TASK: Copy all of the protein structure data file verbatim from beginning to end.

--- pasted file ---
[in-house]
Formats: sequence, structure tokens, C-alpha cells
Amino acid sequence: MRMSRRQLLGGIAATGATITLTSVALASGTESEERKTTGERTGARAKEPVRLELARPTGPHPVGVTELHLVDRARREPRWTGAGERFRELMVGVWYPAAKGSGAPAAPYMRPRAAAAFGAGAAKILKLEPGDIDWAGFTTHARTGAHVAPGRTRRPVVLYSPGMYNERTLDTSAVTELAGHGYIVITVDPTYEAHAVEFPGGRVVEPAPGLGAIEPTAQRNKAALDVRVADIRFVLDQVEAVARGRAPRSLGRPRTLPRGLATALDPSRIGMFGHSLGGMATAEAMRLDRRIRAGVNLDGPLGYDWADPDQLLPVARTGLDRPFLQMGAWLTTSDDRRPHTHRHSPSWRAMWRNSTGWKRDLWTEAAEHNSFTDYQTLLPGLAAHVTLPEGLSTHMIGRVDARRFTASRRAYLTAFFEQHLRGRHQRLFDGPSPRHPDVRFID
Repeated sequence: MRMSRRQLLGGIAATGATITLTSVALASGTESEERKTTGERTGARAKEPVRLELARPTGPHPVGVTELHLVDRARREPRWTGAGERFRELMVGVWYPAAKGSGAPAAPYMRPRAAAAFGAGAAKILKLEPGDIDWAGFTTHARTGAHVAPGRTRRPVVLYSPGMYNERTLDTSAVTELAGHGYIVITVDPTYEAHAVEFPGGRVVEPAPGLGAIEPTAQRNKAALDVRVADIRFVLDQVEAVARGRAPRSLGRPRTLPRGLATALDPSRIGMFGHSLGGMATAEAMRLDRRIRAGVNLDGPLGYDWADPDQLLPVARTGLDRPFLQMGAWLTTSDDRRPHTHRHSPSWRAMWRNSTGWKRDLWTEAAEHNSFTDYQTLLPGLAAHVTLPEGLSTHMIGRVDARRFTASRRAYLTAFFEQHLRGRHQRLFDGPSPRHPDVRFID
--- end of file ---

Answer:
[in-house]
Formats: sequence, structure tokens, C-alpha cells
Amino acid sequence: MRMSRRQLLGGIAATGATITLTSVALASGTESEERKTTGERTGARAKEPVRLELARPTGPHPVGVTELHLVDRARREPRWTGAGERFRELMVGVWYPAAKGSGAPAAPYMRPRAAAAFGAGAAKILKLEPGDIDWAGFTTHARTGAHVAPGRTRRPVVLYSPGMYNERTLDTSAVTELAGHGYIVITVDPTYEAHAVEFPGGRVVEPAPGLGAIEPTAQRNKAALDVRVADIRFVLDQVEAVARGRAPRSLGRPRTLPRGLATALDPSRIGMFGHSLGGMATAEAMRLDRRIRAGVNLDGPLGYDWADPDQLLPVARTGLDRPFLQMGAWLTTSDDRRPHTHRHSPSWRAMWRNSTGWKRDLWTEAAEHNSFTDYQTLLPGLAAHVTLPEGLSTHMIGRVDARRFTASRRAYLTAFFEQHLRGRHQRLFDGPSPRHPDVRFID
Repeated sequence: MRMSRRQLLGGIAATGATITLTSVALASGTESEERKTTGERTGARAKEPVRLELARPTGPHPVGVTELHLVDRARREPRWTGAGERFRELMVGVWYPAAKGSGAPAAPYMRPRAAAAFGAGAAKILKLEPGDIDWAGFTTHARTGAHVAPGRTRRPVVLYSPGMYNERTLDTSAVTELAGHGYIVITVDPTYEAHAVEFPGGRVVEPAPGLGAIEPTAQRNKAALDVRVADIRFVLDQVEAVARGRAPRSLGRPRTLPRGLATALDPSRIGMFGHSLGGMATAEAMRLDRRIRAGVNLDGPLGYDWADPDQLLPVARTGLDRPFLQMGAWLTTSDDRRPHTHRHSPSWRAMWRNSTGWKRDLWTEAAEHNSFTDYQTLLPGLAAHVTLPEGLSTHMIGRVDARRFTASRRAYLTAFFEQHLRGRHQRLFDGPSPRHPDVRFID